Delhi. Day 1
A Backpacker's Adventure. Excerpt from my blog
Stepping off the airport connection train on a chilly January morning earlier this year, we had our first taste of India. Jet lagged and apprehensive, we navigated our way over the broken concrete blocks, doing our best to avoid sleeping beggars, stray dogs and piles of burning rubbish. The early morning light was yet to bring out the colours of the day, leaving all but a monochrome grey tinge to the dilapidated buildings and the thick, soupy smog that rested above them.
We had arrived in Delhi, our first stop on an extended adventure across the Indian Subcontinent.
My boyfriend and I were first timers to this foreign land, and aside from watching extensive travel vlogs featuring enthusiastic white westerners on YouTube, we had no idea what to expect.
Lack of sleep can do funny things to a person. Long gone were the bright eyed couple with excitement in their hearts and a ready-for-anything attitude. After stepping on a plane in Manchester and travelling for roughly 19 hours, they had been replaced by a pair of short tempered zombies that staggered over the cracked Delhi streets under the weight of their overfilled backpacks.
When it came to forward planning for our trip, we’d practiced a minimalist approach. We’d booked our flights, purchased some basic travel insurance and secured a room in an incredibly cheap hotel for four nights. It was here that we planned to sleep off our jet lag and prepare for the adventure ahead. Our next destination was still unknown to us, so in the coming days, between bouts of sightseeing, it was our chance to settle down with some chai and wifi and get researching.
The hotel we’d booked had appeared on one of the aforementioned YouTube travel vlogs a few weeks previously. The vlog was entitled “The 10 Worst Hotel Rooms in the WORLD”. Ours had made it to number 6. Chuckling nervously to each other about our misfortune, we reassured one another that it wouldn’t be that bad. After all, we were no strangers to the idea of ‘roughing it’, and princesses we certainly were not. A little dirt and an unwashed sheet wouldn’t kill us, we said.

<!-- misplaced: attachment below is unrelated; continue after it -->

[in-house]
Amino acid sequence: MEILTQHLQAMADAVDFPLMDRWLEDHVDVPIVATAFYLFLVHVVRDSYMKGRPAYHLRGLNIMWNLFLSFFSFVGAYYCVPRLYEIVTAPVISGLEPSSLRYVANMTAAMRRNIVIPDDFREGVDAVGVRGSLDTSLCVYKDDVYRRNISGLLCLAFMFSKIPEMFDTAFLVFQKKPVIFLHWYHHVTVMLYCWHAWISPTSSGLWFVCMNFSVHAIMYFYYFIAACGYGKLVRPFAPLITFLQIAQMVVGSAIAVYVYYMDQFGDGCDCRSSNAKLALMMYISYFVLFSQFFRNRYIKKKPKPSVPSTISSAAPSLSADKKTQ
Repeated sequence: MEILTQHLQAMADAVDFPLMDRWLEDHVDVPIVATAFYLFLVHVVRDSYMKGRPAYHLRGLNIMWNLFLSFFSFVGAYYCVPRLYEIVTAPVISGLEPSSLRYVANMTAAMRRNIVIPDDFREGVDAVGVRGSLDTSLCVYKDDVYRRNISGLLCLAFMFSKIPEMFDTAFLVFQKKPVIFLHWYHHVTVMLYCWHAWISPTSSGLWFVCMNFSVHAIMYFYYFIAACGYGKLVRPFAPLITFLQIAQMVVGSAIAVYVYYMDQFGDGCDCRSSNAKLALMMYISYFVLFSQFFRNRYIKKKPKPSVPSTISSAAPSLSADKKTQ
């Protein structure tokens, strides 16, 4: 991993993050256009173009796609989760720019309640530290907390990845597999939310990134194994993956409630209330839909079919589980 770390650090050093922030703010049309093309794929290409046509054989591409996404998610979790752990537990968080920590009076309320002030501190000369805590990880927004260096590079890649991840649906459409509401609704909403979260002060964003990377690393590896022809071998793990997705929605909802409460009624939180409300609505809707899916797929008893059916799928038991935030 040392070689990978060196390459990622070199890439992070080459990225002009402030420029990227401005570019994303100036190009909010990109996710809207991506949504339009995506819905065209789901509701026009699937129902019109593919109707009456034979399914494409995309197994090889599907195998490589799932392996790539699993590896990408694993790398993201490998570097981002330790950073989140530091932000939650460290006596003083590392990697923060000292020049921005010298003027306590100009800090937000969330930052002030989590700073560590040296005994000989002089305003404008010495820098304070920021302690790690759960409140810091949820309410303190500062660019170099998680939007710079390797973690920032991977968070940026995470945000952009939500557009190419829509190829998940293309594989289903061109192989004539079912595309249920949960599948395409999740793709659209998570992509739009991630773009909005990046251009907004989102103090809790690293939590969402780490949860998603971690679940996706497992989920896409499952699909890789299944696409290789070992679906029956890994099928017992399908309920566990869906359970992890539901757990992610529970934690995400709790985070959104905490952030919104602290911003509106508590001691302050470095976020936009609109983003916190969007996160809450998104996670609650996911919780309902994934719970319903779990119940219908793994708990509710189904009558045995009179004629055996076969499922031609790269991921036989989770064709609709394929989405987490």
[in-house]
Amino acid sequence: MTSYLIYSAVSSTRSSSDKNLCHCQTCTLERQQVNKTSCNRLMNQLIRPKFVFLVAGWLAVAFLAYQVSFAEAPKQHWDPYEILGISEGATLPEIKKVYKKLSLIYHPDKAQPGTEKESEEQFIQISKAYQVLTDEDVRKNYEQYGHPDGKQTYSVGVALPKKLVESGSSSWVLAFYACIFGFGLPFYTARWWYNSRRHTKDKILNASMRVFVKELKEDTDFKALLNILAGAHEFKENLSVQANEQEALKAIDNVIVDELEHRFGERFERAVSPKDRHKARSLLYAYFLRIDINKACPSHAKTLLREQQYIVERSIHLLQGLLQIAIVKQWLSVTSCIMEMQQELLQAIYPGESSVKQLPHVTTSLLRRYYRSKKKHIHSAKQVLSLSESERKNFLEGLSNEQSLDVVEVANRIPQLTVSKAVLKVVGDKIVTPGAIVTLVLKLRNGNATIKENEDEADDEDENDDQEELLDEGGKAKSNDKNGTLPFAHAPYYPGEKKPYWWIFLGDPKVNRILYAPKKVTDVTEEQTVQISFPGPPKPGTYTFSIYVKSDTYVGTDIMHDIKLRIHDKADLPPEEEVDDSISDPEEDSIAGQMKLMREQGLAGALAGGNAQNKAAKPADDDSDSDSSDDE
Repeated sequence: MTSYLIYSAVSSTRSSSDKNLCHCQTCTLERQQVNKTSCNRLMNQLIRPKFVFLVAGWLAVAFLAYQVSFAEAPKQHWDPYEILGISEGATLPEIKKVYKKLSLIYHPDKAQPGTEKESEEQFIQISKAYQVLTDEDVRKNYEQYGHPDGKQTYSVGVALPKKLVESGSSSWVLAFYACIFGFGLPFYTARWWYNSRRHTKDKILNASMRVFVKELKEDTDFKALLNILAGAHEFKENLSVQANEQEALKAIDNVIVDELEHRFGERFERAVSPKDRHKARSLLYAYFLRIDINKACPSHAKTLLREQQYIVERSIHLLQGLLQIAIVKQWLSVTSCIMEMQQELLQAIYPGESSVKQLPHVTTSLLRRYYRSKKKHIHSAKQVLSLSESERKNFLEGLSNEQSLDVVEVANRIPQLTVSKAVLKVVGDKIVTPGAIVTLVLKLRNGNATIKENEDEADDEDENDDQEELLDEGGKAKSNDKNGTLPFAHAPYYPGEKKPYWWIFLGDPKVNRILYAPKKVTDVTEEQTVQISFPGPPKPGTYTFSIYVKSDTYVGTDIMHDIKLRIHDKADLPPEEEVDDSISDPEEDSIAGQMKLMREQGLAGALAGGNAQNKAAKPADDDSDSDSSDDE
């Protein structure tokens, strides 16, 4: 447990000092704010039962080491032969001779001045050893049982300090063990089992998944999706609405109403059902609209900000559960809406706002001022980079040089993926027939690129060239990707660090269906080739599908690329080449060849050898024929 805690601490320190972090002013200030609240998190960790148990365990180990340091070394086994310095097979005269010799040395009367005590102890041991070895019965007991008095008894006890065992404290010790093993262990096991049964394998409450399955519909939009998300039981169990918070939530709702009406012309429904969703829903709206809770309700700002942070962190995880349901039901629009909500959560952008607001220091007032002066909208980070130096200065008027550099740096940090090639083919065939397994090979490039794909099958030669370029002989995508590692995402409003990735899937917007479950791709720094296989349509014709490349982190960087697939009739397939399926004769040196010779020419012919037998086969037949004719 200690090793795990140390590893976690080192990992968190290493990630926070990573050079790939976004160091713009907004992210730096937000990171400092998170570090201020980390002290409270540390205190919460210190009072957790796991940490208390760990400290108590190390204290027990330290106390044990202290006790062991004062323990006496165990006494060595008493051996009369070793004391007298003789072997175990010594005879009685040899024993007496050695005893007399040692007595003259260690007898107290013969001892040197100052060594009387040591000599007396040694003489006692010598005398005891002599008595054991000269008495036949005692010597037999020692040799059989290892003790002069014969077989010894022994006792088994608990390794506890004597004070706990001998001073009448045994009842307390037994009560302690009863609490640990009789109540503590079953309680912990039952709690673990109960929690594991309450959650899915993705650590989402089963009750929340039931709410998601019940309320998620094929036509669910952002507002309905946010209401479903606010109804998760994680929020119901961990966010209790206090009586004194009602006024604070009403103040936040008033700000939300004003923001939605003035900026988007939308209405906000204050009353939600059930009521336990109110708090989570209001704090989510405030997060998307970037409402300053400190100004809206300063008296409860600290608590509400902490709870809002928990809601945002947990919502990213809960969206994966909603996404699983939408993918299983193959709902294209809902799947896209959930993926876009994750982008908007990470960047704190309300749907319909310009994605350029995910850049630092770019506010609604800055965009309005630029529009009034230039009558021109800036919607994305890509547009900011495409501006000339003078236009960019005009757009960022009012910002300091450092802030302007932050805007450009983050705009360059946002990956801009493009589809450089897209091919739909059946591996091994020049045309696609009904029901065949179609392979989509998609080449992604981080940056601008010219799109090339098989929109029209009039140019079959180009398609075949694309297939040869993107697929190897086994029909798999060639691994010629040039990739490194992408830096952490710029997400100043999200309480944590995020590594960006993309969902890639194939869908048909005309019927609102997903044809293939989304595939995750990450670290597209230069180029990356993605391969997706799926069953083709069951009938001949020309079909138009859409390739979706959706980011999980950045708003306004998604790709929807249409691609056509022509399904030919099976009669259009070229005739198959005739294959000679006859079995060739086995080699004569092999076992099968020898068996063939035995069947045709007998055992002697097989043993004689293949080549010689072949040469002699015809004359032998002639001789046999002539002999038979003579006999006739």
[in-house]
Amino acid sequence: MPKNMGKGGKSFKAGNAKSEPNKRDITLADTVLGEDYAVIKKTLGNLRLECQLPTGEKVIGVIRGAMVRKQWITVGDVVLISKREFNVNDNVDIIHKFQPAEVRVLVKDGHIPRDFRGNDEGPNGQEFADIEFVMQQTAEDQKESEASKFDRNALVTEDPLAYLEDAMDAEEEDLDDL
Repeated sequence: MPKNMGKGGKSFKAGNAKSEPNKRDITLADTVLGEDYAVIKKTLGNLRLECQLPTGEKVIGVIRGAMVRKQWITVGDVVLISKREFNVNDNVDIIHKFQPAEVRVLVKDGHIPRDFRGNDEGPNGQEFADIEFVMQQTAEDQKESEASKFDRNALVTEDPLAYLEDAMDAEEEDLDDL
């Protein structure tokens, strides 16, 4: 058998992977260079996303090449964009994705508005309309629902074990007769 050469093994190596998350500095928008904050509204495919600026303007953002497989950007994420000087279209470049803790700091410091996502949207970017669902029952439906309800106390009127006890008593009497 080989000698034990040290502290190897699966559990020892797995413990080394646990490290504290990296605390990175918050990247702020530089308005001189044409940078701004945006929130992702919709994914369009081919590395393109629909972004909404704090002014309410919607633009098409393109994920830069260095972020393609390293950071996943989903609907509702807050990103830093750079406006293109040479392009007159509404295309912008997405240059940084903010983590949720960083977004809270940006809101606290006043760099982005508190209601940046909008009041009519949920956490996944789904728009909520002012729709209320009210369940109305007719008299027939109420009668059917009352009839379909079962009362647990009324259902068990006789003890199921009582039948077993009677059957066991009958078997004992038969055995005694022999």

With no internet and therefore no Google maps to help us, we set out on an extensive search combing the entirety of the Paharganj area of the city, to eventually, miraculously, stumble into our destination: Hotel Namaskar.
After handing over our passports and checking in, our lifeless limbs cautiously dragged us and our luggage up the wet stairs, over a soiled, bloodstained mattress propped against a brown smeared wall, and over the threshold. The flickering fluorescent tube lighting gave the room the ambiance of a scene from a Saw movie. We surveyed the piles of rubbish, the rusty coloured stain on the sheetless mattress and the slow drip-drip of brown liquid from the basin in the bathroom.
In the cold, jetlagged, and hangry light of day, our ‘we’ll be fine’ mindset quickly melted away, replaced by a feeling of helpless horror. This place had really earned its Top 10 status.
Still, the desperate need for sleep took over and we reluctantly laid down our heads for the next few hours.
Waking up and assessing our situation, we quickly formed an escape plan. The patchy wifi told us there was an affordable, highly rated hostel around a kilometre from where we were. We hurriedly gathered our belongings, choosing not to shower in the toxic looking water supplied in the bathroom and instead make a quick exit.
With a few strong words from the hotel manager and after coughing up the cancellation fee (a price well worth paying for freedom) we headed towards our sanctuary: Himalayan Hostel.
A bright, clean and colourful looking lobby greeted us and relief swept over us as the friendly Raj checked us in to a spotless and comfortable private room.
This was to be our base for the next few days, our haven from the hectic, polluted streets outside. A haven we would surely need, as the mean streets of Delhi took their toll.